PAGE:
People feared train travel would literally destroy our children's futures. The belief was that women's bodies simply could not handle being accelerated to 50 miles per hour. They thought that achieving this unprecedented speed would cause a woman's uterus to fly right out of her body. The basis for this fear was, of course, the fact that ... well ... science? I guess it was that ladies are delicate, so the most lady part of the lady must be the most delicate part?
Though no bodies disintegrated, trains did cause catastrophes. They were just boring, predictable catastrophes like people getting crushed to death (something everyone in the 1800s would have been very familiar with) or, at worst, the movie Snowpiercer. Women's uteri did not fly out the moment they reached 50 miles per hour, like some kind of Troma-made Back To The Future III. Unsurprisingly, the prediction based on nothing but irrational fear of the unknown did not come to pass.
Though, to be fair, these cars were pelted off by dislodged wombs.
And that's kind of the deal with all of these, right? Fear of the unknown. Fear of change. Fear of a flying uterus.
To me, the take-home message of these examples isn't that all change is good or that there's never cause to be alarmed. I'd say the Cuban Missile Crisis deserved a good deal of "holy shitting," for example. And it seems like global climate change is something that could make our lives objectively suck. I'm just advocating a healthy dose of skepticism when articles insinuate we're all headed for Sodom and Gomorrah because Lemonade teaches kids these days to firebomb cancer research centers. Maybe I'm preaching to the converted, advocating skepticism on Cracked. If I am, please remember: Telephones were built by Satan to rot our brains and intercept your hot goss. Amen.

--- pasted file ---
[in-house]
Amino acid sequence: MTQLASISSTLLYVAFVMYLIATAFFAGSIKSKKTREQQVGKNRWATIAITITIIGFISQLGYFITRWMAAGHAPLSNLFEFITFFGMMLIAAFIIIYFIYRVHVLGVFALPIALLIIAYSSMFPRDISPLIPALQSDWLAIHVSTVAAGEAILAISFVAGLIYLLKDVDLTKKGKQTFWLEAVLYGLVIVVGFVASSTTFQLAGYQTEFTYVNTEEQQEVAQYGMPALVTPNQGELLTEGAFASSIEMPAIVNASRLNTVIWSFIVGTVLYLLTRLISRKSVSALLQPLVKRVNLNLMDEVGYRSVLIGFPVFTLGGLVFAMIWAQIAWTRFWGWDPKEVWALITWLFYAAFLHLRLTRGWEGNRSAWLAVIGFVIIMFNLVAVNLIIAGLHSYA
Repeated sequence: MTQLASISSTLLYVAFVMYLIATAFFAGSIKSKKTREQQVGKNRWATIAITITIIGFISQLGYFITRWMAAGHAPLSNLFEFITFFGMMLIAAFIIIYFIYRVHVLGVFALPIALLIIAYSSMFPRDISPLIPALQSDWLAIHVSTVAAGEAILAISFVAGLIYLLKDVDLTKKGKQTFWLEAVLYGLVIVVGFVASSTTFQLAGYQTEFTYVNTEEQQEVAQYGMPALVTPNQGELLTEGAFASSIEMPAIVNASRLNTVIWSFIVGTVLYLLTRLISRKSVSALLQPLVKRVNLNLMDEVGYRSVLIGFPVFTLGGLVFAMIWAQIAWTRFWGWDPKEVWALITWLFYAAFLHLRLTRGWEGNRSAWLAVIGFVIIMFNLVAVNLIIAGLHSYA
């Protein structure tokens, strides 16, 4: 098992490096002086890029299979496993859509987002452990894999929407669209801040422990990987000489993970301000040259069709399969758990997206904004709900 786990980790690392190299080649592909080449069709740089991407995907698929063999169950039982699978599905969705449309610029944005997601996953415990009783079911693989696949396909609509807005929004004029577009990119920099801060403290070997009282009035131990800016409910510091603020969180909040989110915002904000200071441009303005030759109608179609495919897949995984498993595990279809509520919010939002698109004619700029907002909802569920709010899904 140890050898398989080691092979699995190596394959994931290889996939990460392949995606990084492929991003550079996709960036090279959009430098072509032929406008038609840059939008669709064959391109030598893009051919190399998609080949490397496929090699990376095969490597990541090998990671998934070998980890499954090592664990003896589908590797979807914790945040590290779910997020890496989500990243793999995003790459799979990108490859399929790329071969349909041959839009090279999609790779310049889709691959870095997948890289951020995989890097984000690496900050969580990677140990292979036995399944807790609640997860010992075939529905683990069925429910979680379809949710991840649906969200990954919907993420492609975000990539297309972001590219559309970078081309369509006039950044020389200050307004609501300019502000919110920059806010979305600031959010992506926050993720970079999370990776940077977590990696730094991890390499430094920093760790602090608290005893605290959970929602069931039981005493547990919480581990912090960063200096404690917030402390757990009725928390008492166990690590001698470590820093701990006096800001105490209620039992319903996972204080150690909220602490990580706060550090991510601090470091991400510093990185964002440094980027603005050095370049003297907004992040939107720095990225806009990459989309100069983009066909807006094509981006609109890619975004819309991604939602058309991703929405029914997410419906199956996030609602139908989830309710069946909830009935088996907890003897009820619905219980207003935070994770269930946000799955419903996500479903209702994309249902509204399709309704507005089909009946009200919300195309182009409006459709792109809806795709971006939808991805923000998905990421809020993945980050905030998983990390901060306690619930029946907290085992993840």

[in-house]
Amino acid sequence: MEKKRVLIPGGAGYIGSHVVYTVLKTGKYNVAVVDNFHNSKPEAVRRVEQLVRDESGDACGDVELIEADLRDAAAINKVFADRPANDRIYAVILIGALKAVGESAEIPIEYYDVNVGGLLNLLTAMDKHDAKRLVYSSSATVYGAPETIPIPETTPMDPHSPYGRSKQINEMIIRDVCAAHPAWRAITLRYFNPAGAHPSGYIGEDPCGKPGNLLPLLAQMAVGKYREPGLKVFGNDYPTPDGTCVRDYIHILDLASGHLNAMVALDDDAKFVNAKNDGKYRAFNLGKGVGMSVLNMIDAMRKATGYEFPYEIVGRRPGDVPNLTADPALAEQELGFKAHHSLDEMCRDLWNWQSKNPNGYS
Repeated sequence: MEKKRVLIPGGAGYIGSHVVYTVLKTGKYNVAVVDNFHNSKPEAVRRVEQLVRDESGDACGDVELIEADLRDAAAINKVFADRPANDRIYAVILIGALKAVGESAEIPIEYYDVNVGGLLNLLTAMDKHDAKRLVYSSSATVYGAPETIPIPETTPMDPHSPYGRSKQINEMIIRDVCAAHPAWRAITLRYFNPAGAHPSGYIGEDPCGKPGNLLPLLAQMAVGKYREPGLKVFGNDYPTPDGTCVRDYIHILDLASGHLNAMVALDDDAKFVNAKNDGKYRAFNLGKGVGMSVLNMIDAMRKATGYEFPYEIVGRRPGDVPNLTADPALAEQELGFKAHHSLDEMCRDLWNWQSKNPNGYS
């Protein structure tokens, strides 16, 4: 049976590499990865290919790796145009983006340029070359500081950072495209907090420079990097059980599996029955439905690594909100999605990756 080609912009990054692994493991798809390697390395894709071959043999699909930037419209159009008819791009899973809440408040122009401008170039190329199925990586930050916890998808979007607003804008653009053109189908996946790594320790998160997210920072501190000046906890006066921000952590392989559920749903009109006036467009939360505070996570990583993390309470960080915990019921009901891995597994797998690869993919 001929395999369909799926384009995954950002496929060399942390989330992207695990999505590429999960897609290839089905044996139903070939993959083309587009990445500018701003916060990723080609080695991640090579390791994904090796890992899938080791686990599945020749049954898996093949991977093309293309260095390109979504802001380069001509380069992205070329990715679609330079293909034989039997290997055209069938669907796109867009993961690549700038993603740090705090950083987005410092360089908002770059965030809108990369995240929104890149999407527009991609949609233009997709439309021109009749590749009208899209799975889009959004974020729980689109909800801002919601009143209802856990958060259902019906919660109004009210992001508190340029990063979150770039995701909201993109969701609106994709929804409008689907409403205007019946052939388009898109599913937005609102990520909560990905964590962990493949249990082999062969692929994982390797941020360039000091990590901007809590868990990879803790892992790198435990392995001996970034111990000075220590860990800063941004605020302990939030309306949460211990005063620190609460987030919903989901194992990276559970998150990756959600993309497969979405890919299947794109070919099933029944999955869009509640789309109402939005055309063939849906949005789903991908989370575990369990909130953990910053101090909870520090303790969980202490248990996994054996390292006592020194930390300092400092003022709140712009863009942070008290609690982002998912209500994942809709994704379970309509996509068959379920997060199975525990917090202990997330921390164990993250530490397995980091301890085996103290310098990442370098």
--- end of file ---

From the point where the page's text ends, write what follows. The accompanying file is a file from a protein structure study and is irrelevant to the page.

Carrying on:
Aaron Kheifets is an occasionally mustachioed comedian, writer, and director. You are allowed to follow him on Twitter, watch his videos, and look at his website.
Deep inside us all -- behind our political leanings, our moral codes, and our private biases -- there is a cause so colossally stupid that we surprise ourselves with how much we care. Whether it's toilet paper position, fedoras on men, or Oxford commas, we each harbor a preference so powerful we can't help but proselytize to the world. In this episode of the Cracked podcast, guest host Soren Bowie is joined by Cody Johnston, Michael Swaim, and comedian Annie Lederman to discuss the most trivial things we will argue about until the day we die. Get your tickets here!
Learn how bugs might become a delicacy in 5 Shocking Ways The World Is About To Change, and learn the truth about Lizard People in 5 Pathetic Groups That People Think Rule The World.
Subscribe to our YouTube channel to see why life in dumb movies would be better than what we've got now in Why 'Idiocracy' Would Actually Be A Utopia, and watch other videos you won't see on the site!
Also follow us on Facebook, because the Cracked comments section alone just isn't big enough for your diatribes about the end of the world.